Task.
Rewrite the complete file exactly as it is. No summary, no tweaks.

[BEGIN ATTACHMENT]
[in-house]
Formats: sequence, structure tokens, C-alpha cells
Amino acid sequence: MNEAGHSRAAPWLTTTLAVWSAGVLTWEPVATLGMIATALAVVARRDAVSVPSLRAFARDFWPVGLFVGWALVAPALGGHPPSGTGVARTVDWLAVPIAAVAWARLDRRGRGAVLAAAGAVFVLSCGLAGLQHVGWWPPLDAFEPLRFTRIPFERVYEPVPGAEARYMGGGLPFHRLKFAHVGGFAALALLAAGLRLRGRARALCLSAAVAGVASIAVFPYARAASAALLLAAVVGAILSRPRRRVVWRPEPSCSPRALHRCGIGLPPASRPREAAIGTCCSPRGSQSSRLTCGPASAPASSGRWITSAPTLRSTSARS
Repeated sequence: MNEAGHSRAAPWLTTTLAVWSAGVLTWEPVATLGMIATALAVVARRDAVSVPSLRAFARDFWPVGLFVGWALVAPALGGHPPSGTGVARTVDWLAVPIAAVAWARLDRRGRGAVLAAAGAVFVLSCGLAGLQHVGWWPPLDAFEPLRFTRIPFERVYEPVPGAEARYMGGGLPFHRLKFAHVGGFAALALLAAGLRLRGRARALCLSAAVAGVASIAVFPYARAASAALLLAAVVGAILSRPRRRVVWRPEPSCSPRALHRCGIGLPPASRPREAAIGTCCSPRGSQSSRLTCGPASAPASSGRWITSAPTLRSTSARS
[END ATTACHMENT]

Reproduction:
[in-house]
Formats: sequence, structure tokens, C-alpha cells
Amino acid sequence: MNEAGHSRAAPWLTTTLAVWSAGVLTWEPVATLGMIATALAVVARRDAVSVPSLRAFARDFWPVGLFVGWALVAPALGGHPPSGTGVARTVDWLAVPIAAVAWARLDRRGRGAVLAAAGAVFVLSCGLAGLQHVGWWPPLDAFEPLRFTRIPFERVYEPVPGAEARYMGGGLPFHRLKFAHVGGFAALALLAAGLRLRGRARALCLSAAVAGVASIAVFPYARAASAALLLAAVVGAILSRPRRRVVWRPEPSCSPRALHRCGIGLPPASRPREAAIGTCCSPRGSQSSRLTCGPASAPASSGRWITSAPTLRSTSARS
Repeated sequence: MNEAGHSRAAPWLTTTLAVWSAGVLTWEPVATLGMIATALAVVARRDAVSVPSLRAFARDFWPVGLFVGWALVAPALGGHPPSGTGVARTVDWLAVPIAAVAWARLDRRGRGAVLAAAGAVFVLSCGLAGLQHVGWWPPLDAFEPLRFTRIPFERVYEPVPGAEARYMGGGLPFHRLKFAHVGGFAALALLAAGLRLRGRARALCLSAAVAGVASIAVFPYARAASAALLLAAVVGAILSRPRRRVVWRPEPSCSPRALHRCGIGLPPASRPREAAIGTCCSPRGSQSSRLTCGPASAPASSGRWITSAPTLRSTSARS